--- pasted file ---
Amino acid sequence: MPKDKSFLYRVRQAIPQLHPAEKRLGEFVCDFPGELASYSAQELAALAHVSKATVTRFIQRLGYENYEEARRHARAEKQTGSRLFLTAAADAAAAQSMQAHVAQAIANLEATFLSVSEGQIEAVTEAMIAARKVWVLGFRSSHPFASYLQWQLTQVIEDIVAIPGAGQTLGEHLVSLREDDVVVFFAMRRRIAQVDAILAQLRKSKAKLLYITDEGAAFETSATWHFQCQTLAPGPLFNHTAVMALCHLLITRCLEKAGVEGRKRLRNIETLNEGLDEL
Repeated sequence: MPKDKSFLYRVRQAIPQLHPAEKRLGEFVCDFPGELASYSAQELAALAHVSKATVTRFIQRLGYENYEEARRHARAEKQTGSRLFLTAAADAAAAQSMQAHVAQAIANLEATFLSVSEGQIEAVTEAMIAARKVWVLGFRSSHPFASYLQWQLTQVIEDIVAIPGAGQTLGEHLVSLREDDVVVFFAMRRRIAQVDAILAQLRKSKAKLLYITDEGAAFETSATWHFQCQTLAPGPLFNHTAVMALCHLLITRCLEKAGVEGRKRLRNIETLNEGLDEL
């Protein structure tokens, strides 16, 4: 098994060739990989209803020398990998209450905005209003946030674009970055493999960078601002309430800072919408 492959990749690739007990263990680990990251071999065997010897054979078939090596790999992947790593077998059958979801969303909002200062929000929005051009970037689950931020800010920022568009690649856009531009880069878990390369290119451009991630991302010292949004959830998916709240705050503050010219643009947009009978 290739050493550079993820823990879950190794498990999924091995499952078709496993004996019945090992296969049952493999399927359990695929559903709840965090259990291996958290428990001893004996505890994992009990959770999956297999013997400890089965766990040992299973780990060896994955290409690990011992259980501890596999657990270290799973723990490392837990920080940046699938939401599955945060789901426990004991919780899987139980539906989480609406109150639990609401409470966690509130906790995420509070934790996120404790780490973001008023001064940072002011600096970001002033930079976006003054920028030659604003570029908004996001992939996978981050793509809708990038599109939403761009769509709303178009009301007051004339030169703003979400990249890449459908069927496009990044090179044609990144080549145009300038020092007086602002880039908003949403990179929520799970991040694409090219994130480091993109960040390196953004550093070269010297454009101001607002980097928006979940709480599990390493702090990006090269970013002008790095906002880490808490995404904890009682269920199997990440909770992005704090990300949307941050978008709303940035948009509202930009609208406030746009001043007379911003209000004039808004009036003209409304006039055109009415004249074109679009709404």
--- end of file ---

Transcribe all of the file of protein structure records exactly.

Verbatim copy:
Amino acid sequence: MPKDKSFLYRVRQAIPQLHPAEKRLGEFVCDFPGELASYSAQELAALAHVSKATVTRFIQRLGYENYEEARRHARAEKQTGSRLFLTAAADAAAAQSMQAHVAQAIANLEATFLSVSEGQIEAVTEAMIAARKVWVLGFRSSHPFASYLQWQLTQVIEDIVAIPGAGQTLGEHLVSLREDDVVVFFAMRRRIAQVDAILAQLRKSKAKLLYITDEGAAFETSATWHFQCQTLAPGPLFNHTAVMALCHLLITRCLEKAGVEGRKRLRNIETLNEGLDEL
Repeated sequence: MPKDKSFLYRVRQAIPQLHPAEKRLGEFVCDFPGELASYSAQELAALAHVSKATVTRFIQRLGYENYEEARRHARAEKQTGSRLFLTAAADAAAAQSMQAHVAQAIANLEATFLSVSEGQIEAVTEAMIAARKVWVLGFRSSHPFASYLQWQLTQVIEDIVAIPGAGQTLGEHLVSLREDDVVVFFAMRRRIAQVDAILAQLRKSKAKLLYITDEGAAFETSATWHFQCQTLAPGPLFNHTAVMALCHLLITRCLEKAGVEGRKRLRNIETLNEGLDEL
């Protein structure tokens, strides 16, 4: 098994060739990989209803020398990998209450905005209003946030674009970055493999960078601002309430800072919408 492959990749690739007990263990680990990251071999065997010897054979078939090596790999992947790593077998059958979801969303909002200062929000929005051009970037689950931020800010920022568009690649856009531009880069878990390369290119451009991630991302010292949004959830998916709240705050503050010219643009947009009978 290739050493550079993820823990879950190794498990999924091995499952078709496993004996019945090992296969049952493999399927359990695929559903709840965090259990291996958290428990001893004996505890994992009990959770999956297999013997400890089965766990040992299973780990060896994955290409690990011992259980501890596999657990270290799973723990490392837990920080940046699938939401599955945060789901426990004991919780899987139980539906989480609406109150639990609401409470966690509130906790995420509070934790996120404790780490973001008023001064940072002011600096970001002033930079976006003054920028030659604003570029908004996001992939996978981050793509809708990038599109939403761009769509709303178009009301007051004339030169703003979400990249890449459908069927496009990044090179044609990144080549145009300038020092007086602002880039908003949403990179929520799970991040694409090219994130480091993109960040390196953004550093070269010297454009101001607002980097928006979940709480599990390493702090990006090269970013002008790095906002880490808490995404904890009682269920199997990440909770992005704090990300949307941050978008709303940035948009509202930009609208406030746009001043007379911003209000004039808004009036003209409304006039055109009415004249074109679009709404």